The medical examiner attributed death to massive head trauma and brain-stem separation.



Recommendation #1: Employers should ensure that before demolishing any structure, a comprehensive engineering survey is performed by a competent person to determine the condition of the structure, evaluate the possibility of unplanned collapse, and plan for potential hazards and injuries.

Discussion: On the day of the incident, the victim and the company president examined the chimney for defects and discussed the procedures which the victim intended to use to demolish it. However, the extent to which the evaluation considered the condition of the chimney before demolition began is not clear since no record of an engineering survey was maintained. The OSHA Technical Manual, Section IV-Chapter 1, Demolition, Preparatory Operations provides guidance in conducting a comprehensive engineering survey. A complete survey would have evaluated the condition of the entire structure, including the framing, floors, walls, and chimney before any demolition activity took place so that necessary measures could be taken to prevent premature collapse. An examination of the chimney conducted while the house was still standing may have afforded a much better opportunity to detect structural defects than examination from the ground after the house had been torn down. The pre-demolition survey should also plan for potential hazards such as fires, cave-ins, and injuries, and would include ensuring that communications are available for contacting emergency rescue providers. After the incident, the victim’s co-worker had to leave the site and flag down a passing motorist to request communications assistance because the worker’s radios were experiencing interference.

Additional discussion of standards and requirements for demolition operations is contained in the American National Standard ANSI A10.6 - 1990 and Safety Requirements for Demolition Operations; and the OSHA Safety and Health Standards, 29CFR Part 1926.850 through 1926.860.


Recommendation #2: Employers should ensure that machine operators are provided with the safest work environment possible by complying with the boom height standards of ANSI A10.6 - 1990 Safety Requirements for Demolition Operations.

Discussion: Consideration should also be given to the choice of equipment which will be used for the demolition. The machine in this incident was a Caterpillar EL 240 having a maximum reach of 34 feet, nine inches. The exact height of the chimney is not known, but is estimated to have been between 26 and 30 feet. The American National Standard for Construction and Demolition Operations — Safety Requirements for Demolition Operations ANSI A10.6 - 1990, contains standards for machine demolition. ANSI A10.6 - 1990, 14.4 specifies that no structure shall be demolished by a crane or backhoe when the boom is less than 5 feet above the height of the building. While the exact height of the chimney is not known, estimates indicate that the machine may not have possessed adequate reach to allow for safe clearance between the machine and the chimney.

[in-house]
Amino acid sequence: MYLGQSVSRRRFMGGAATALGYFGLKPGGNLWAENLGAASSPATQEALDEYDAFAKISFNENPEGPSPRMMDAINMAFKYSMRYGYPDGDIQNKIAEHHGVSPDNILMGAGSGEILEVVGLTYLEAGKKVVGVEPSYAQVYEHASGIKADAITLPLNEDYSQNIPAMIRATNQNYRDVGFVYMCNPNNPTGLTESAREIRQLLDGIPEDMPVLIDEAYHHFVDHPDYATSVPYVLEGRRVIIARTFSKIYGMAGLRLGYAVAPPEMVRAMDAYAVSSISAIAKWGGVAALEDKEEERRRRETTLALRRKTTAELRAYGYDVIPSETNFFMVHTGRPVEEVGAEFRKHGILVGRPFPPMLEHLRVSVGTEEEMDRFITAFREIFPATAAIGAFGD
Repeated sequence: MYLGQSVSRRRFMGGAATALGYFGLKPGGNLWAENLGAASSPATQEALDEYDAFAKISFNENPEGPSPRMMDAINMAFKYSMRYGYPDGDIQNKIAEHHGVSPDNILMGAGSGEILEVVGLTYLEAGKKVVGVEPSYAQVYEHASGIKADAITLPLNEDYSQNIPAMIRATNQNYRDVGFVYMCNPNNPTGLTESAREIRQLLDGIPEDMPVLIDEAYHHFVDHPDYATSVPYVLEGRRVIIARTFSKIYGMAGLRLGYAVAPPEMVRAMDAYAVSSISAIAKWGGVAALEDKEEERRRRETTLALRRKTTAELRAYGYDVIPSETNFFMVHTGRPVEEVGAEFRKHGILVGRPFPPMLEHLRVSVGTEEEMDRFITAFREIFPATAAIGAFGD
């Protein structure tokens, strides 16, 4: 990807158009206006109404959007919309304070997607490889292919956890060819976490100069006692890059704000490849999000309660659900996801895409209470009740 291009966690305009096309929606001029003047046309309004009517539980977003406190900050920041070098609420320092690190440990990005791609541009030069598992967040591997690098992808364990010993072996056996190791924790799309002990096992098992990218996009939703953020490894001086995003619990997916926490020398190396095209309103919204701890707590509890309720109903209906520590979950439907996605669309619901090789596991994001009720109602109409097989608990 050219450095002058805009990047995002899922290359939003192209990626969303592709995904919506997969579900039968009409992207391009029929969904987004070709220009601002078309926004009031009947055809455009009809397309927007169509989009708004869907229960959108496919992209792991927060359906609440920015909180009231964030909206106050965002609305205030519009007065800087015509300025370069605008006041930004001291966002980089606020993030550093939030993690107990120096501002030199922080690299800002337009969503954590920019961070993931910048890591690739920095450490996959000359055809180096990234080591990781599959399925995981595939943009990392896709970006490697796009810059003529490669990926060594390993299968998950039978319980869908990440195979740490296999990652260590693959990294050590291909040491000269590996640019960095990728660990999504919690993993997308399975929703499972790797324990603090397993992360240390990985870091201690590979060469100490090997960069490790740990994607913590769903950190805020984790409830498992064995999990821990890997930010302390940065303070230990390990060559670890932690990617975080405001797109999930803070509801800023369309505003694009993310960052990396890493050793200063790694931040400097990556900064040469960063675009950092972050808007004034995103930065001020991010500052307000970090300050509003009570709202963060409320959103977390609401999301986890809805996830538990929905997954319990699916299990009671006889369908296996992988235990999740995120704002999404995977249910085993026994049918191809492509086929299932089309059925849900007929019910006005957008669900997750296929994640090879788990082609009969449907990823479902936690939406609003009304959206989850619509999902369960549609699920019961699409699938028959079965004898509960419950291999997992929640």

Recommendation #3: Employers should carefully evaluate the methods used for demolition of masonry structures such as chimneys to prevent exposure of workers to the hazards of premature collapse.

Discussion: When evaluating methods for demolishing buildings containing masonry chimneys, the order of procedure should be carefully considered to minimize the hazards of premature collapse of the chimney. In this incident, it may have been possible to demolish part of the chimney before any of the house was demolished. Using suitable fall protection equipment, workers could have removed the top of the chimney above the roof by manually knocking down a few brick courses at a time. The chimney below the roof could have then been accessed from inside the house to continue manual demolition until the chimney had been reduced to a height of 15 to 20 feet. The house could have then been demolished and the rest of the chimney pulled down. This would have consumed more time, but would have provided more clearance for the machine when knocking down the remainder of the chimney.



American National Standards for Construction and Demolition Operations – Safety Requirements for Demolition Operations, ANSI A10.6 – 1990. American National Standards Institute, Inc., New York, New York.

Occupational Safety and Health Administration, OSHA Safety and Health Standards, Construction, 29 CFR 1926, 1981. U.S. Government Printing Office: Washington D.C.

OSHA Technical Manual Directive TED 1.15, Section IV, Construction Operations, U.S. Department of Labor, Occupational Safety and Health Administration ,Washington, D.C. 1995.